Bronchial asthma: cell research

Researchers at St. Jude Children’s Research Hospital now have evidence that special T cells, responsible for maintaining a balanced immune response, are vulnerable to depletion, which interferes with their normal functioning and can contribute to allergic reactions.
Regulatory T cells are a small population of lymphocytes that control the immune system and help prevent asthma, allergies, and autoimmune disorders such as multiple sclerosis and lupus.
The researchers focused on liver kinase B1 (LKB1), a protein that controls cell growth and metabolism. Working in mice, the researchers showed how, at a molecular level, the loss of LKB1 in regulatory T cells disrupts cellular metabolism and their function. The mice developed a fatal inflammatory disease and their regulatory T cells showed functional, molecular, and other changes consistent with functional exhaustion. It is known that regulatory T cells can “rest” or, conversely, be activated. Observations show that they can also become functionally depleted.
The results indicate functional depletion of regulatory T cells as a possible culprit in the immune response associated with an allergic reaction known as the Th2 response. The work suggests a possible new therapeutic approach for autoimmune disorders that will be developed to enhance the function of regulatory T cells by modulating cellular metabolism, the authors reported.
The study also highlighted the role of metabolism in immune function. Removal of LKB1 in regulatory T cells disrupted metabolic pathways that support mitochondrial health and function. Mitochondria generate energy to power cells. LKB1 links immunological signals and cellular metabolic programs, especially those associated with mitochondrial function.
The researchers noted the ability of regulatory T cells to partially neutralize the Th2 response to LKB1’s ability to inhibit the expression of the cell surface PD-1 receptor and possibly other receptors. In normal T cells, PD-1 helps to inhibit their activity and immune response to prevent unwanted immune responses that lead to autoimmune diseases.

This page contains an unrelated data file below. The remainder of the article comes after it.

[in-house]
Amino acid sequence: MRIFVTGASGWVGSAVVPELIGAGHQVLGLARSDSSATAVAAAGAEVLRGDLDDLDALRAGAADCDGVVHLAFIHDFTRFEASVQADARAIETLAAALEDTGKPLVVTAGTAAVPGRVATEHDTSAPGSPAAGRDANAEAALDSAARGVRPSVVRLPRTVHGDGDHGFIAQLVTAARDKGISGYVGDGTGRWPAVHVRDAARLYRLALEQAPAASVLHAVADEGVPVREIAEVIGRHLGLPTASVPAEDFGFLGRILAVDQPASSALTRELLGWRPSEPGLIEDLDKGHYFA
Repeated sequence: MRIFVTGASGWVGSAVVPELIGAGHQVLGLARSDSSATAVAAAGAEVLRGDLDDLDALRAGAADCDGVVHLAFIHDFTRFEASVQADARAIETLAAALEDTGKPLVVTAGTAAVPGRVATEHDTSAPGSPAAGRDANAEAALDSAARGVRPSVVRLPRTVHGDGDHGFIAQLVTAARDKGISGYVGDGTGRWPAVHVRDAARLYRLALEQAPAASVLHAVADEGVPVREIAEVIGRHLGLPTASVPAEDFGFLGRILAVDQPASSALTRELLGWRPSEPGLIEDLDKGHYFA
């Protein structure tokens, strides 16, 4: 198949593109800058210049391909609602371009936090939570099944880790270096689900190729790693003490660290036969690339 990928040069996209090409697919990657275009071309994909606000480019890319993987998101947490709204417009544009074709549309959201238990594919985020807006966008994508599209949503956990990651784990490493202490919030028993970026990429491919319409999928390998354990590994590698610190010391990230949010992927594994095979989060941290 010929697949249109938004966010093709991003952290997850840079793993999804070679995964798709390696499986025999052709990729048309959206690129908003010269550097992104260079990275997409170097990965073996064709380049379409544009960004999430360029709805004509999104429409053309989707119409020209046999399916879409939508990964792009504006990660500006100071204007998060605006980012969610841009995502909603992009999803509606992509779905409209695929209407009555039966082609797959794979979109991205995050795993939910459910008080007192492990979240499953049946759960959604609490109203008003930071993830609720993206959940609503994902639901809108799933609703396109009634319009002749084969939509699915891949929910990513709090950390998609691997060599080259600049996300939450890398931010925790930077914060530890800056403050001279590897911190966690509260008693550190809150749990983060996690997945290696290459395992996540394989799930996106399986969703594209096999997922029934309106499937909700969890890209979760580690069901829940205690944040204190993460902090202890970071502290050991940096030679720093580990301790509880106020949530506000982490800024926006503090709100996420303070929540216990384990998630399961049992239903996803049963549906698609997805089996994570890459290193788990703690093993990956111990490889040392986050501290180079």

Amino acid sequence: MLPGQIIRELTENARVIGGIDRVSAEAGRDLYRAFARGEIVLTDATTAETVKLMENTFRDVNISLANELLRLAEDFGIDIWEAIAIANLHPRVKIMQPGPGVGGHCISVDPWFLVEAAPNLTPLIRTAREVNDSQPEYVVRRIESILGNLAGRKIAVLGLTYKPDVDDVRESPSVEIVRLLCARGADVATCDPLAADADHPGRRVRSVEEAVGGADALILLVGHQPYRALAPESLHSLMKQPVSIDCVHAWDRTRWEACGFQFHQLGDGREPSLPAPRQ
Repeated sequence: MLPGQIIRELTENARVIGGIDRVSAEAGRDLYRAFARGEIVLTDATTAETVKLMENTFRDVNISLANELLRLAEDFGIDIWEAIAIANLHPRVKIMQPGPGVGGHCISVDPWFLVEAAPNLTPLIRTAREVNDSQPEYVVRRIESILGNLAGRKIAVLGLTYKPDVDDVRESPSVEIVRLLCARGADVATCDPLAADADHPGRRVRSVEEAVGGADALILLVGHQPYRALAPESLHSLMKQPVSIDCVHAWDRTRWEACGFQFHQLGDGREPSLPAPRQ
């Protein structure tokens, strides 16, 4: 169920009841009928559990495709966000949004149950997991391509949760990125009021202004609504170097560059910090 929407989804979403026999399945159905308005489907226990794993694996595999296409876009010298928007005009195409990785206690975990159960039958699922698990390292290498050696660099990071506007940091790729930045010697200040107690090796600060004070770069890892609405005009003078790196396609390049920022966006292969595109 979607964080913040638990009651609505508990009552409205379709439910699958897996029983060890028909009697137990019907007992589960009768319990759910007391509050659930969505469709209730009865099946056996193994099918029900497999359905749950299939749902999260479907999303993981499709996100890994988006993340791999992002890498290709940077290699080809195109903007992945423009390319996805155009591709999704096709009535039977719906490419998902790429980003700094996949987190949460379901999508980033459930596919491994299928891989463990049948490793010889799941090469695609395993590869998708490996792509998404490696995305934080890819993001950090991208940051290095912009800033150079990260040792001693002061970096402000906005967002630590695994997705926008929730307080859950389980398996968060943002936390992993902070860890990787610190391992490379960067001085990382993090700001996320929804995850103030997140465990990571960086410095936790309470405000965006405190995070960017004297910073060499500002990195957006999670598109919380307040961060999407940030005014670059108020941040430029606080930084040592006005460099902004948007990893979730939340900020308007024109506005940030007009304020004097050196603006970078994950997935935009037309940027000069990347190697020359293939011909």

The loss of LKB1 led to an increase in the production of PD-1 by regulatory T cells. This increase inhibited the ability of regulatory T cells to suppress the Th2 immune response in mice. Blocking PD-1 activity significantly restored the ability of regulatory T cells to suppress the Th2 immune response.
In addition, the researchers found evidence that LKB1 helped control the Th2 response through additional processes. For example, LKB1 also helped to suppress cell surface markers on immune cells called dendritic cells that activated the allergic response. Loss of LKB1 by regulatory T cells has also been associated with increased levels of signaling molecules or cytokines associated with the Th2 immune response.
The researchers examined other details about the selective role of LKB1 in regulatory T cells, including the fact that the molecule unexpectedly works through the Wnt signaling pathway to interfere with the regulatory function of T cells. LKB1 is known to operate in a variety of ways, mainly through the mTORC1 and AMPK signaling channels.

event_note November 21, 2021

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